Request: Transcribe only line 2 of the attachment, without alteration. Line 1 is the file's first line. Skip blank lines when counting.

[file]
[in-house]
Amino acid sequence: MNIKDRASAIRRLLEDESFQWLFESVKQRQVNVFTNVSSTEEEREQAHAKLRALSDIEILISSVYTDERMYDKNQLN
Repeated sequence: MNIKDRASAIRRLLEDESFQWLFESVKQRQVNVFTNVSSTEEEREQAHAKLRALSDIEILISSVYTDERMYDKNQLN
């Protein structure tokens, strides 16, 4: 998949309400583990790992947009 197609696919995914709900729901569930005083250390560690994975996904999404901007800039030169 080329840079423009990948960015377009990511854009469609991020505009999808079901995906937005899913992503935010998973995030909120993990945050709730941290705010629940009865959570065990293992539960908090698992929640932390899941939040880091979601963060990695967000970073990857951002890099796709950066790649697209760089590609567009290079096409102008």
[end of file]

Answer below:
Amino acid sequence: MNIKDRASAIRRLLEDESFQWLFESVKQRQVNVFTNVSSTEEEREQAHAKLRALSDIEILISSVYTDERMYDKNQLN